- Hygiene, 17th century
- French habits
- USA hotels, 1607
- Toilet definition #1, 1611
- New River Company, 1613
- Charles I, 1625
- Japan, 17th century
- Latrine, mid-17th century
- Toilet definition #2, 1656
- Pepys and sewage, 1660
- Versailles, 1664
- Toilet definition #3. 1691
- Late 17th century
- Toothbrush, 1680
Hygiene, 17th century
Most historians agree that the 17th and 18th centuries were among the worst periods in terms of physical hygiene. The poor hygiene of the time left people susceptible to a raft of illnesses. At the top of the list were the respiratory diseases, then weather-related problems such as chilblains were regular issues in the winter. Poor water quality meant that dysentery and intestinal worms were prevalent. Small rivers in cities became open sewers, yet, even in the country, the manure pile was often located close to the well. For peasants, the strain and difficulty of their daily work often led to back pain, hernias and rheumatism. Mange, toothaches, abscesses, cancers and venereal diseases combined to create a bleak health forecast.
Everyone had poor dental hygiene. Since there were no toothbrushes, people settled for rubbing their gums and teeth with a cloth. They would then scrape the remains of food from their teeth with toothpicks.
People used ‘home remedies’ to treat most problems since they could not afford the services of a doctor or surgeon. Besides, all too often, the intervention of a doctor or a surgeon made the situation worse because most treatments involved bleeding, enemas or purging. Medical theory of the time was that germs (then called miasmas) floated about in the air and entered the body though the skin, contaminating it. ‘Home remedies’ were generally somewhat gentler since most were based on plants.
Unfortunately, some ‘home remedies’ were based more on superstition and witchcraft than on actual cures. For example, a mixture of maple syrup, urine and sheep excrement was used to cure coughing, lead grains removed corns, and crushed lice treated jaundice.
Therapeutic values were attributed to dirtiness. For example, urine-soaked diapers were merely dried before using them again, they were not washed. Urine was used as a beauty product to treat acne, among other things.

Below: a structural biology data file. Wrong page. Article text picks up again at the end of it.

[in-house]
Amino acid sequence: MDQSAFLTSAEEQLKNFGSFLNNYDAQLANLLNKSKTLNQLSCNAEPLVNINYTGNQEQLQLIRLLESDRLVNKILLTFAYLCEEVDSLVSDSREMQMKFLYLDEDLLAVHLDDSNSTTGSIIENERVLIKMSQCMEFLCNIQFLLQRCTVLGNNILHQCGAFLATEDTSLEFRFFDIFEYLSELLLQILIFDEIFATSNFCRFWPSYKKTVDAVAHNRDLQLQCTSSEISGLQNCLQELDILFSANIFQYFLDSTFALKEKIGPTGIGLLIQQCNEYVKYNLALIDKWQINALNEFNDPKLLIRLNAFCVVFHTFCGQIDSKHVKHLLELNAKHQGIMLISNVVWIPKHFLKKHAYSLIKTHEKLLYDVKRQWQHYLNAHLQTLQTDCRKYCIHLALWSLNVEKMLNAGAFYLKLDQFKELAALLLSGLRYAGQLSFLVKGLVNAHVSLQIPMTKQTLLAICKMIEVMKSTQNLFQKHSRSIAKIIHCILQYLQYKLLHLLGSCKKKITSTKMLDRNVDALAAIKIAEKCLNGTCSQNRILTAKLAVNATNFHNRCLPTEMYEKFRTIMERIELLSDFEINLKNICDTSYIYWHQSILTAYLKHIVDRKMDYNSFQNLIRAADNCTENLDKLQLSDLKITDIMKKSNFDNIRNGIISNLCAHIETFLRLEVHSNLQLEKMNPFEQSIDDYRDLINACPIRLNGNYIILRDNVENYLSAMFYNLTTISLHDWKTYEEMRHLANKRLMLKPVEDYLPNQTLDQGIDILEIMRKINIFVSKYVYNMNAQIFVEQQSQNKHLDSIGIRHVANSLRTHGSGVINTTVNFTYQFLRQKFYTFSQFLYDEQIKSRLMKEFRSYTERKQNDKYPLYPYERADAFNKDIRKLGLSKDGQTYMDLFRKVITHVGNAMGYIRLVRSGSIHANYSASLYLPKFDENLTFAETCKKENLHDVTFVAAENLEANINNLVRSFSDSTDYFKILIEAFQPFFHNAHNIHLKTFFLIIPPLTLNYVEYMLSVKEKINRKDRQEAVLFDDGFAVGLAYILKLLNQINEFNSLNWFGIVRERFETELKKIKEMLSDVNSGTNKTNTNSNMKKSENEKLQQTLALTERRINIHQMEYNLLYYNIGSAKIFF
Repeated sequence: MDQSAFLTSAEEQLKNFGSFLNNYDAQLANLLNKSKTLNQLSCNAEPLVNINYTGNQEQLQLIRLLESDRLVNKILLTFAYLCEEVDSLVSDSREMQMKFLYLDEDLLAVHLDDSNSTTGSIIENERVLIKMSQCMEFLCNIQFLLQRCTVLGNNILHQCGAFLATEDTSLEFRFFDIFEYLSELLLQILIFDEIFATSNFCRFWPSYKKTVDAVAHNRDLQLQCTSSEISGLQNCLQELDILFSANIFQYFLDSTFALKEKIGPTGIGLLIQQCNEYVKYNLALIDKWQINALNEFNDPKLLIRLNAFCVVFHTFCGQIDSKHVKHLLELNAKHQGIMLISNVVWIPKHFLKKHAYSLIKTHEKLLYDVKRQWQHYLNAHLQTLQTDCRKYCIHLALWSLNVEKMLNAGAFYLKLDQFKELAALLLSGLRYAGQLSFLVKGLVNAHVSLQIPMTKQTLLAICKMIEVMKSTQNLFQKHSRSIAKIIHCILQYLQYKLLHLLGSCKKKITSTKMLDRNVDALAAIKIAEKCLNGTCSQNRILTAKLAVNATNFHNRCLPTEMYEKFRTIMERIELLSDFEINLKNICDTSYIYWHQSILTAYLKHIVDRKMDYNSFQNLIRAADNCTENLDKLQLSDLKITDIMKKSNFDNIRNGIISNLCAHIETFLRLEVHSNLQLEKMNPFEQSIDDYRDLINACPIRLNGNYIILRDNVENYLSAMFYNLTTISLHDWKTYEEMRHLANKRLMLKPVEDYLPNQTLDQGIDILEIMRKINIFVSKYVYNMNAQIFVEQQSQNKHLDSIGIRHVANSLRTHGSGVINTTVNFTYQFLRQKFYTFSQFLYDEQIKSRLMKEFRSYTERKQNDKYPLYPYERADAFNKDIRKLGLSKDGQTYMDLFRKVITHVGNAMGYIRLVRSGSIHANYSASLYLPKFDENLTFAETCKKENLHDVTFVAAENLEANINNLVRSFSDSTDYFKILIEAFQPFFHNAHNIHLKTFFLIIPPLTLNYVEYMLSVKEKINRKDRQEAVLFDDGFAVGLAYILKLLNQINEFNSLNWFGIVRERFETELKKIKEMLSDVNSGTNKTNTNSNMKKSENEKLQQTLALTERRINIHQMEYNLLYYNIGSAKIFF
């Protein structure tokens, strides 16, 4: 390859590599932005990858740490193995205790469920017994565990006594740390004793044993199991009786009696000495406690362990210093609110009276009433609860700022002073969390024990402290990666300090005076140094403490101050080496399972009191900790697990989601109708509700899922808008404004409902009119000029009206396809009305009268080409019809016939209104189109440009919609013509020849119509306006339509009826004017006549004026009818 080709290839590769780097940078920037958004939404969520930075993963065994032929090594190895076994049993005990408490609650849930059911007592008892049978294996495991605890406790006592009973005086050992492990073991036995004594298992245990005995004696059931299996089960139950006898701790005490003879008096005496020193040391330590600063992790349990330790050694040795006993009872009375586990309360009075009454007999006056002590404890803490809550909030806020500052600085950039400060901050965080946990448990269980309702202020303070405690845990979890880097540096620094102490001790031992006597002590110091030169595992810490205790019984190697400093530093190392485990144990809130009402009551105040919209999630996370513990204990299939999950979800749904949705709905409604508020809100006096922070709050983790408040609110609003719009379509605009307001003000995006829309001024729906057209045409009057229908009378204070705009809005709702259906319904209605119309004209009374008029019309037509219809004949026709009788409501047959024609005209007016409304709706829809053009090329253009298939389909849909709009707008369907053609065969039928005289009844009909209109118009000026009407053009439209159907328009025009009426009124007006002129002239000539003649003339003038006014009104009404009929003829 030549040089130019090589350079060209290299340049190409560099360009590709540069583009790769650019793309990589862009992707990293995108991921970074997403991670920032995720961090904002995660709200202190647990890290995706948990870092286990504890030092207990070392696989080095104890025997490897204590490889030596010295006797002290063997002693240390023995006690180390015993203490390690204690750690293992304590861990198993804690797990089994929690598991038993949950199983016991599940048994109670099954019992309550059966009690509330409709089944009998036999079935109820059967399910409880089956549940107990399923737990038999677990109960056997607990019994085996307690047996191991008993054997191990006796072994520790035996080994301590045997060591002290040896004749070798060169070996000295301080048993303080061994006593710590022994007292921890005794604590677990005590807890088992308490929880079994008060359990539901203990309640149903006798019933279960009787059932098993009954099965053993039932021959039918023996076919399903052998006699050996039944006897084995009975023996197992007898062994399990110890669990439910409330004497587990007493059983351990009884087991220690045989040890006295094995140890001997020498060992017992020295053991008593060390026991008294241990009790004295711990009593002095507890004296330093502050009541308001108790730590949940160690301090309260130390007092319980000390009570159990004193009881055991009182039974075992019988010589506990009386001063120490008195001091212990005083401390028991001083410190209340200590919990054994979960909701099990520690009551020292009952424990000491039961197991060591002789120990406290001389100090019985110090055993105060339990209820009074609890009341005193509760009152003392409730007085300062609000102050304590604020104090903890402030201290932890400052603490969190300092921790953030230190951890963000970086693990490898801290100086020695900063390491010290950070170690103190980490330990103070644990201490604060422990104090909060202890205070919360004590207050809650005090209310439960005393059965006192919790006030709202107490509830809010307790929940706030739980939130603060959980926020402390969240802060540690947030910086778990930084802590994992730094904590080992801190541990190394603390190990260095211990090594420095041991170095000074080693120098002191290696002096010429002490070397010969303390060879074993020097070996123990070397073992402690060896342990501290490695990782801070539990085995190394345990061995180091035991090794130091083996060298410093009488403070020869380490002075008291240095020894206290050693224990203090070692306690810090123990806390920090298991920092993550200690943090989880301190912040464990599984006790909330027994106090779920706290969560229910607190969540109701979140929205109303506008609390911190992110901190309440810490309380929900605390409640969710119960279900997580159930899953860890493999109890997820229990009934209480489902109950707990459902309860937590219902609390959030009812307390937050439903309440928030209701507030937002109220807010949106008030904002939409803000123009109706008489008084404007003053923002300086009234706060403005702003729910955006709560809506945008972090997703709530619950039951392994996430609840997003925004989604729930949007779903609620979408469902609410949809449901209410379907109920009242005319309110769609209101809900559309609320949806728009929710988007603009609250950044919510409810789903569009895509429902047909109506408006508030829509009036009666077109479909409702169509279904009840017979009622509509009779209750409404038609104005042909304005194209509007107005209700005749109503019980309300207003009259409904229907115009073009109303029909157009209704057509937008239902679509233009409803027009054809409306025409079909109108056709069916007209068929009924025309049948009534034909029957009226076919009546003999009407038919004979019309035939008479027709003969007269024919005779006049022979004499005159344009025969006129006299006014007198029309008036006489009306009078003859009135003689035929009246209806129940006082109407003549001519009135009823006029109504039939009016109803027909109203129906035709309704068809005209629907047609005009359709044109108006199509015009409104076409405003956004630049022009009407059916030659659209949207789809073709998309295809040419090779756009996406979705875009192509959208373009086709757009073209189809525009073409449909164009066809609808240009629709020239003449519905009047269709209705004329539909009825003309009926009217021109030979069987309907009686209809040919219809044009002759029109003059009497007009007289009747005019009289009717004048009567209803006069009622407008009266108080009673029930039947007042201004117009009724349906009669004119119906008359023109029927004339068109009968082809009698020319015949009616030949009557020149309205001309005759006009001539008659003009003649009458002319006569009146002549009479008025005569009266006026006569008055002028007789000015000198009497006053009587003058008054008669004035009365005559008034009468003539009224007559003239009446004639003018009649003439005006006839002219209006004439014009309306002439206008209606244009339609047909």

Finally, if all treatment failed, divine intercession remained the last recourse. People were encouraged to pray to St. Lucy for help with eye problems, or to St. Blaise for throat problems. Each saint was attributed with the ability to heal one or more diseases. The belief that diseases were a form of divine punishment encouraged these practices.
The French regime of the time applauded extreme modesty and, as a result, nudity was frowned upon. It was for this reason that people when washing did not disrobe. Into the 18th century, filth was considered beneficial thus causing people to wash even less.
King Louis XIII went unbathed until his seventh birthday. But, before sounding too xenophobic in describing French habits below, we should recall that King James I of England never went near water except when wiping his fingertips with a moist napkin.
The thought of a daily shower would have filled the 17th century Frenchman with fear. They would never wash the body with hot water or soap since it opened the pores of the skin and this would leave the individual more vulnerable to disease. A bath was almost asking to get sick.
The French nobility concealed their lack of cleanliness by using perfume and cologne to conceal bad odours, and powders to dry greasy hair, or else wigs were used to provide some semblance of cleanliness. People avoided washing their hair since scalp oil was considered excellent for healthy hair, yet most people had head lice. If you could manage to endure the stench of a person, then his house would finish you off, because you would be assaulted by the smell of several chamber pots.
Fragrances were therefore used in great quantities and the containers for them were an important part of early toilet sets. Most scents were heavy and sweet and these were kept in glass or crystal bottles with glass stoppers ornamented with silver, gold and other metals.
Peasants, on the other hand, settled for changing their shirt and underclothing a few times each month. They only washed the parts of their body not covered by clothing (face, neck, hands, arms), and this was done quickly with cold water.